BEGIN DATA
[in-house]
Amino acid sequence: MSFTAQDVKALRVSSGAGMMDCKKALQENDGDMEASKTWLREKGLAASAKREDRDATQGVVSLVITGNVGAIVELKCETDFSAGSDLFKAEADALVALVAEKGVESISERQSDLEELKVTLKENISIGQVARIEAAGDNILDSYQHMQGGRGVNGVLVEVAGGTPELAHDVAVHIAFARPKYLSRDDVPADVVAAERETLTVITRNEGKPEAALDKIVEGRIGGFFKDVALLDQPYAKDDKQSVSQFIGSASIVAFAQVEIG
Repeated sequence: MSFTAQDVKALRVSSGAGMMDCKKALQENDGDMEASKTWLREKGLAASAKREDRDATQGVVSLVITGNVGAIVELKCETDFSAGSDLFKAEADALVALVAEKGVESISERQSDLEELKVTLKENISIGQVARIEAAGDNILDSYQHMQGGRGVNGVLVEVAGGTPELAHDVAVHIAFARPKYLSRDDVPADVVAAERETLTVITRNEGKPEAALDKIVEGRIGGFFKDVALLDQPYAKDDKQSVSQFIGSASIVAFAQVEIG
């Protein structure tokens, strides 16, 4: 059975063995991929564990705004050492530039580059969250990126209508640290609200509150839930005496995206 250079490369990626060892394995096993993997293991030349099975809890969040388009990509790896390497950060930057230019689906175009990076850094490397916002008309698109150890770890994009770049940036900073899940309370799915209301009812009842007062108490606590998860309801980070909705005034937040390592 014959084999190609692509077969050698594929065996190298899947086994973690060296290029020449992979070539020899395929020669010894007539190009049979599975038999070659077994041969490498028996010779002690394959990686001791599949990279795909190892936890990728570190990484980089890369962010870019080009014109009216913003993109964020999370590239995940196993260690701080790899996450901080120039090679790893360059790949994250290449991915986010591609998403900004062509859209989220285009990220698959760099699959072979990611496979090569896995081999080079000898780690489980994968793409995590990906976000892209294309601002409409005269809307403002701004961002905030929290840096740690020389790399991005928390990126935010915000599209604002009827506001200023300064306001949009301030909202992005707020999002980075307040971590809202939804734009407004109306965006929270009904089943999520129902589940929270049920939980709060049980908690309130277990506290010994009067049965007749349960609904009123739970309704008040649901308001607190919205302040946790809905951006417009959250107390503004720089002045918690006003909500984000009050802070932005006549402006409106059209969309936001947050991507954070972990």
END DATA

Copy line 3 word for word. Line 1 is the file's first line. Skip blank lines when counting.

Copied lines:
Repeated sequence: MSFTAQDVKALRVSSGAGMMDCKKALQENDGDMEASKTWLREKGLAASAKREDRDATQGVVSLVITGNVGAIVELKCETDFSAGSDLFKAEADALVALVAEKGVESISERQSDLEELKVTLKENISIGQVARIEAAGDNILDSYQHMQGGRGVNGVLVEVAGGTPELAHDVAVHIAFARPKYLSRDDVPADVVAAERETLTVITRNEGKPEAALDKIVEGRIGGFFKDVALLDQPYAKDDKQSVSQFIGSASIVAFAQVEIG